Israeli Wine Gets a Makeover | The Jewish Week | Food & Wine

Israeli Wine Gets a Makeover

Inon Elroy, Economic Minister to North America, at Wines of Israel Launch Event in NYC - May 15, 2019.

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At your favorite wine store, do you find your Israeli wines shelved under a “kosher” label next to wines from California, Argentina, or France? The first-ever Wines of Israel national marketing campaign aims to change that. The campaign is an initiative of the Israel Export Institute, supported by the Israeli government and the participating wineries in partnership with their U.S. importers.It hopes to win the general American public’s hearts, minds, and palates over with the best that Israeli viniculture has to offer.

Alex Haruni, proprietor of Dalton Winery, remarked that conflating Israeli wines with Kosher wines negates their provenance and bundles them with wines with which they share no connection. He emphasized that Israeli wines should be appreciated for their distinctive traits, like some of the wines that are being made from local ancient grape varietals being revived today alongside classical European varietals of grapes (“which probably originated in our region”, he added).  According to Haruni, Israeli wine makers are trained in the finest schools in the world, combine old- and new-world wine making styles, and are in touch with the latest trends and current wine styles, such as natural wines, low-sulfur wines, and native fermentation, and use techniques for soil sustainability and natural alternatives to chemical pesticides.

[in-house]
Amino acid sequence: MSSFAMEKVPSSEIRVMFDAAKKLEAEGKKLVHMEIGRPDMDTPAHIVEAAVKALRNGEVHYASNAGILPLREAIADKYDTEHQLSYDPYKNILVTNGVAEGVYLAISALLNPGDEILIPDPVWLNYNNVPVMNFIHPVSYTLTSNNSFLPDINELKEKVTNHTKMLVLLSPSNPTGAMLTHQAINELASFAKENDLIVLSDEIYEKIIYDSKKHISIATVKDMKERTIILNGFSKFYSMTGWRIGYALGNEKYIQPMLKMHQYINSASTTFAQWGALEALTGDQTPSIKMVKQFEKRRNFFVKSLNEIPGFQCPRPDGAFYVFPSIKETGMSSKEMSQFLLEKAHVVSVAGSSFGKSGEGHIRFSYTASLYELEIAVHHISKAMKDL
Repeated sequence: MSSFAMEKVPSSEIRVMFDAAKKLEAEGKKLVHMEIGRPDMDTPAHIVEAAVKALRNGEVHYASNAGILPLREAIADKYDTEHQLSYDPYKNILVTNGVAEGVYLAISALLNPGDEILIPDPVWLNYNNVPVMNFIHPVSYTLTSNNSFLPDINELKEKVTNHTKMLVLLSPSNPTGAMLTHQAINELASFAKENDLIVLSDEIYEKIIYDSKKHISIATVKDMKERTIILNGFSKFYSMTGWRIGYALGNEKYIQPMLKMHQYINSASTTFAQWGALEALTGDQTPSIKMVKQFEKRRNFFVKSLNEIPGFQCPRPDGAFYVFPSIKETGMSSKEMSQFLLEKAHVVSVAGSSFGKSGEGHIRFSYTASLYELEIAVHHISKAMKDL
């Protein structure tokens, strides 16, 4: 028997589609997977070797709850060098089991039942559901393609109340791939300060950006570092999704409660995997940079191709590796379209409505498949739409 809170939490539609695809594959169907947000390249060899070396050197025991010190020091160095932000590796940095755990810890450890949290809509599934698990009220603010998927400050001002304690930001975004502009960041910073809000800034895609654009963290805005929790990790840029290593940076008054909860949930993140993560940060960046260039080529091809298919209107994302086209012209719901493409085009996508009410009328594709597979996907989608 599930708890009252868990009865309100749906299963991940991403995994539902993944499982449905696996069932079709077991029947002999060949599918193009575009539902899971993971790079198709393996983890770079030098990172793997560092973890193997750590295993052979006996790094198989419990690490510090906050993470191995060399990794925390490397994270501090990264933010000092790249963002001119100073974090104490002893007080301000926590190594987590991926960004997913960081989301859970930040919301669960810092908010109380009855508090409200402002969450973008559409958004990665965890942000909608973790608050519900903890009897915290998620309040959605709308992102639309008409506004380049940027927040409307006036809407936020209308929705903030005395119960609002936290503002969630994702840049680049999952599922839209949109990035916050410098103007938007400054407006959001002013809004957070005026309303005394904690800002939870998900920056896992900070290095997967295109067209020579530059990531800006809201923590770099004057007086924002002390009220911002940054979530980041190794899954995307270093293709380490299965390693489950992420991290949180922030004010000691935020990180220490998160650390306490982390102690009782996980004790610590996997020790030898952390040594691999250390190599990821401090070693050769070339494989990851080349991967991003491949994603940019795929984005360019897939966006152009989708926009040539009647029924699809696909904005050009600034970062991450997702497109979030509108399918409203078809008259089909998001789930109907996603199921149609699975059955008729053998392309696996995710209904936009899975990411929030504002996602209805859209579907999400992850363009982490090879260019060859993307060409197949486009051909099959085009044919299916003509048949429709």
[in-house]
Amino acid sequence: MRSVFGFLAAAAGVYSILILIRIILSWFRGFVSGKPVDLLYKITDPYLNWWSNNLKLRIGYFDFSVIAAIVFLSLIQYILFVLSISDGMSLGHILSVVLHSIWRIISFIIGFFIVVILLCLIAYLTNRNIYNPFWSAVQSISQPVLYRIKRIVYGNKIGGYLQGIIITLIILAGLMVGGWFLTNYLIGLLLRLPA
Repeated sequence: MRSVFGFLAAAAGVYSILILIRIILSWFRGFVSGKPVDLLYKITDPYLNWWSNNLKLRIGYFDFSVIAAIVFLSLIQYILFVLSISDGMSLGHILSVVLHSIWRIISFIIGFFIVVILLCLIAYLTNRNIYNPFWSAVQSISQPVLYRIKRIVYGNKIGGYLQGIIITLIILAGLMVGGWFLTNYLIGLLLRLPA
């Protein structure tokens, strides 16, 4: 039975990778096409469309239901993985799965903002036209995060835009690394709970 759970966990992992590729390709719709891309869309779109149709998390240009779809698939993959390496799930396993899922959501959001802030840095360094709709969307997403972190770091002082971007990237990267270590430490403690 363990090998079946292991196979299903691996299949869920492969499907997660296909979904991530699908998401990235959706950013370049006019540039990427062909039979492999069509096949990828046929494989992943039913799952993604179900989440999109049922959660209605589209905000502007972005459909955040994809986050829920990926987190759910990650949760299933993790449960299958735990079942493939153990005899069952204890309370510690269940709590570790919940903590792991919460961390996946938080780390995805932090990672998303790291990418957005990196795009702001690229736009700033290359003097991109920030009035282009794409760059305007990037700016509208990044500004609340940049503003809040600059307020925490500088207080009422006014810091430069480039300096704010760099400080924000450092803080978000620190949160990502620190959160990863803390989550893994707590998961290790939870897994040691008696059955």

The misperception of Israeli wines as catering only to the kosher niche is just one of the challenges Israeli wines face in reaching a wider audience in the United States. Another is what Haruni called the “who knew?” challenge—the surprised response that casual American wine drinkers have when first encountering high-quality Israeli wines. Although the United States is the Israeli wine industry’s biggest export market, Haruni sees this typical ignorance about the quality of Israeli wines as a sign of the limited exposure that American consumers have had to them.

Wines of Israel Launch Event, May 15, 2019 in NYC

To redress the obstacles facing Israel wines in the U.S., food industry PR firm Colangelo & Partners, who are spearheading the campaign, plan to recast Israel as a Mediterranean wine region, like Southern France or Italy, emphasizing the distinctive terroirs of the Israel wine map—Galilee, Golan Heights, Coastal Plain, Judean Foothills, Central Mountains, and Negev highlands—each with its own soil, climate, and character.

At the campaign’s launch event in May at Kubeh restaurant in Greenwich Village, industry insiders and reporters were invited to taste the newest and best Israeli wines showcasing the broad diversity of wine varieties and styles and high quality of Israeli winemaking. Among the dozens of bottles on offer, guests could discover gems such as Segal’s unfiltered Cabernet Sauvignon Galil, boutique winery Somek’s Reserve 2009, a blend of Cabernet Franc, Crignan, Syrah, and Petit Verdot, and the Recanati Reserve Wild Carignan, a wine made from dry-farmed Carignan grapevines left to grow wild in the vineyard.

So in the coming months, expect to see the some oenological hasbara giving Israeli wine its time in the sun.

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